VATICAN CITY (CNS) -- Synod participants offered several proposals to address the lack of priests in the Amazon region, including revising the formation program for candidates to the priesthood and instituting new ministries for lay men and women.
According to a Vatican News summary of the Oct. 8 morning session of the Synod of Bishops for the Amazon, the proposals included discussing the "possibility of diaconal ordination for women, so as to emphasize their ecclesial vocation."
While synod participants said there is a need for greater appreciation of consecrated life, they also proposed allowing local churches "to choose ministers authorized to celebrate the Eucharist or to ordain permanent deacons."
Accompanied by pastors, lay ministers would assist in administering the sacraments and would help in "promoting indigenous vocations," said the summary. The synod is not releasing the texts of individuals speeches and the summaries do not identify the person or persons who made the suggestions.
Proposals included discussing the "possibility of diaconal ordination for women, so as to emphasize their ecclesial vocation."
At a Vatican briefing Oct. 8, Paolo Ruffini, prefect of the Dicastery for Communication, told journalists that several speeches delivered in the synod hall highlighted the fact that indigenous Catholics often feel like "second- or third-class Catholics."
The "question the synod fathers tried to find an answer to is: How can the church bring Jesus, (present) in the Eucharist, to these people who are not second class (Catholics)?" he said.
According to L'Osservatore Romano, the Vatican newspaper, synod members were "struck by the difficult pastoral situations of some dioceses."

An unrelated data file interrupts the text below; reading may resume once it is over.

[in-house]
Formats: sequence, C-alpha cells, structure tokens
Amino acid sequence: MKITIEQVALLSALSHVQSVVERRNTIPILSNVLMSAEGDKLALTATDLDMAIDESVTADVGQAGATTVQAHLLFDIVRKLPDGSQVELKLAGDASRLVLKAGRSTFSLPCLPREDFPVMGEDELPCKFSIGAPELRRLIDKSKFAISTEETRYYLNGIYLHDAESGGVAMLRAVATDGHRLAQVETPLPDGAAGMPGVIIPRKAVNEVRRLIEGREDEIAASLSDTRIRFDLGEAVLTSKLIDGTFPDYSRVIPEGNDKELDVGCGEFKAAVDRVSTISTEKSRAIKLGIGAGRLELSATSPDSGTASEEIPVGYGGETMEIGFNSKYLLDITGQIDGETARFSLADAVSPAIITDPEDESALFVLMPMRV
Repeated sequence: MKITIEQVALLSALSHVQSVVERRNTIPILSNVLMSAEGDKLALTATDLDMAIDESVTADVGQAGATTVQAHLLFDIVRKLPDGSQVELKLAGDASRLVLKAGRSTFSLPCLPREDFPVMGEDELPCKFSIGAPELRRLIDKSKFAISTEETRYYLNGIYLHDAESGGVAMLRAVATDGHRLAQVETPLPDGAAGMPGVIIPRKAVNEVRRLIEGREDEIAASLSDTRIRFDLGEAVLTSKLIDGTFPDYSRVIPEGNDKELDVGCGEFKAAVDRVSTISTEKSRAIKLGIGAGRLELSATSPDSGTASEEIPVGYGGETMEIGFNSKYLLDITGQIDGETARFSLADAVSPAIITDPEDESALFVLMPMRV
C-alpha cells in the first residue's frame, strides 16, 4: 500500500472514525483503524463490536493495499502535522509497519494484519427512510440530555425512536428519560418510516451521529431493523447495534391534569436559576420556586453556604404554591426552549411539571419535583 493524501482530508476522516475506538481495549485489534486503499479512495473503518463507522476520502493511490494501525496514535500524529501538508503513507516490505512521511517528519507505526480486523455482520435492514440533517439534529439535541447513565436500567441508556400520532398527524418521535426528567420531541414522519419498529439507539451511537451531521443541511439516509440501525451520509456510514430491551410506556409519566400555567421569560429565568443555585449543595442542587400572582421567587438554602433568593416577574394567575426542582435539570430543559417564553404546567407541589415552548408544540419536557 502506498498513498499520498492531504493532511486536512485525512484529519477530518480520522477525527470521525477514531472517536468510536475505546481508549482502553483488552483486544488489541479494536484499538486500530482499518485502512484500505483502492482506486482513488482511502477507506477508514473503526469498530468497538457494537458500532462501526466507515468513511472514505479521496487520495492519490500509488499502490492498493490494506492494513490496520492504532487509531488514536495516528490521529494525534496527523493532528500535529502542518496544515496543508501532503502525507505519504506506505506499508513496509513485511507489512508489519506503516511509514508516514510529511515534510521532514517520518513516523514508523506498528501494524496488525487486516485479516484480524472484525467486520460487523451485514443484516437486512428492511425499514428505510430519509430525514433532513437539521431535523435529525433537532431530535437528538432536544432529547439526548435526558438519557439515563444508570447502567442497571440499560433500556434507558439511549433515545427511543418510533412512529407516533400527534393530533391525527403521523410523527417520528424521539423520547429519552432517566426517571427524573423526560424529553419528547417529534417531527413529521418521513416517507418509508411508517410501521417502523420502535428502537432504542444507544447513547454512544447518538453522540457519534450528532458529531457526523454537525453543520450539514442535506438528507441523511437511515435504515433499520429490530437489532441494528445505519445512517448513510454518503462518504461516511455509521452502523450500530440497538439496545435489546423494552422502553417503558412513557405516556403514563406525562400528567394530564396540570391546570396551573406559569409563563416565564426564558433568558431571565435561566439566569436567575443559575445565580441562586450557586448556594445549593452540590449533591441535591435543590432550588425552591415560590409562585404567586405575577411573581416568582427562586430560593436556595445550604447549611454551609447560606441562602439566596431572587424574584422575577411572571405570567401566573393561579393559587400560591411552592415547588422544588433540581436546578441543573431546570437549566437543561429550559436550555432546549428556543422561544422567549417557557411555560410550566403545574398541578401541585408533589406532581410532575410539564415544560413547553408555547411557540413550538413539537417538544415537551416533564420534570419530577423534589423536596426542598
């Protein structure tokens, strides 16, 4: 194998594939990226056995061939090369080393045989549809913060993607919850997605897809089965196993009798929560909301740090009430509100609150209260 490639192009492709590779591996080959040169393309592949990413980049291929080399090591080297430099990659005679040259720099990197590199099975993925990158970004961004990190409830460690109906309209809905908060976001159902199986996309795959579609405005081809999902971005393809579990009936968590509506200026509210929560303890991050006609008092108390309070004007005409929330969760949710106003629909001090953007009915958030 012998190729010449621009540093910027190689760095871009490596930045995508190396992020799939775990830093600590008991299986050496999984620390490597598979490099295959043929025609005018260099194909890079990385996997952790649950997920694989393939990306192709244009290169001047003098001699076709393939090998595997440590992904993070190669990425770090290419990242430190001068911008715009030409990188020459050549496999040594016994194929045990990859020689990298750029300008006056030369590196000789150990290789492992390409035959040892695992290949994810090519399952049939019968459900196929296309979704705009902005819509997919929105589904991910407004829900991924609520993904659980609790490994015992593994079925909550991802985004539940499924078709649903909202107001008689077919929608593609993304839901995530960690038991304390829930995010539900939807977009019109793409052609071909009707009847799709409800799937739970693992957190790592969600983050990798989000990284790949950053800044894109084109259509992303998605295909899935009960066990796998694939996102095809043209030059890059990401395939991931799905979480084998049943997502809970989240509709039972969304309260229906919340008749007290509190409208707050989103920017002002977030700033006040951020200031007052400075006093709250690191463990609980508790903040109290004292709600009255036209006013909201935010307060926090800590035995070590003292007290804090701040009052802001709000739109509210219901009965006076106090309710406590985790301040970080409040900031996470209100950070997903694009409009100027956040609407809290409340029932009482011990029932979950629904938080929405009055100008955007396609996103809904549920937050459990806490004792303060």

"There are areas, for example, in which the ratio between priests and territories is equivalent to one for every 25,000 square kilometers (9,653 square miles) or where to serve 1,100 villages there are just 45 priests," the newspaper said.
Other members said that it would be wrong for the church "to adopt a functionalist approach to the priesthood," Ruffini said.
"If the church lives from the Eucharist, and if the Eucharist builds the church, it is the people themselves who demand a permanent presence and not just a visit," one member said, according to Ruffini.
Seminary formation, he continued, was another area of discussion and synod members expressed concern that current methods must be updated to better prepare candidates for the challenges of evangelizing in a large, remote area to "reduce the risk of them abandoning" their ministry.
"There are areas, for example, in which the ratio between priests and territories is equivalent to one for every 25,000 square kilometers (9,653 square miles)."
Synod members also reflected on the need for greater participation of the laity. The complexity and challenges in evangelizing remote areas like the Amazon "require specific skills and knowledge to which priests cannot always offer all the answers," the Vatican News summary said.
With secularism, religious indifference and the "dizzying" rise in Pentecostal churches, "the church must learn to consult and listen more to the voice of the laity," it said.
Having lay men and women contribute to the spiritual life of their communities, particularly in bringing them the sacrament of the Eucharist, would help the church pass "from a 'pastoral ministry of visits' to a 'pastoral ministry of presence,'" the summary continued.
Several bishops also proposed the ordination of married "viri probati," or men of proven virtue, to address the lack of priests, suggesting that the church could "evaluate over time whether this experience is valid or not."
However, Vatican News said, other synod members voiced their concerns that ordaining married "viri probati" may risk reducing the role of the priest to "a simple Mass officiant" rather than "a pastor of the communities, a teacher of Christian life and a concrete presence of Christ's closeness."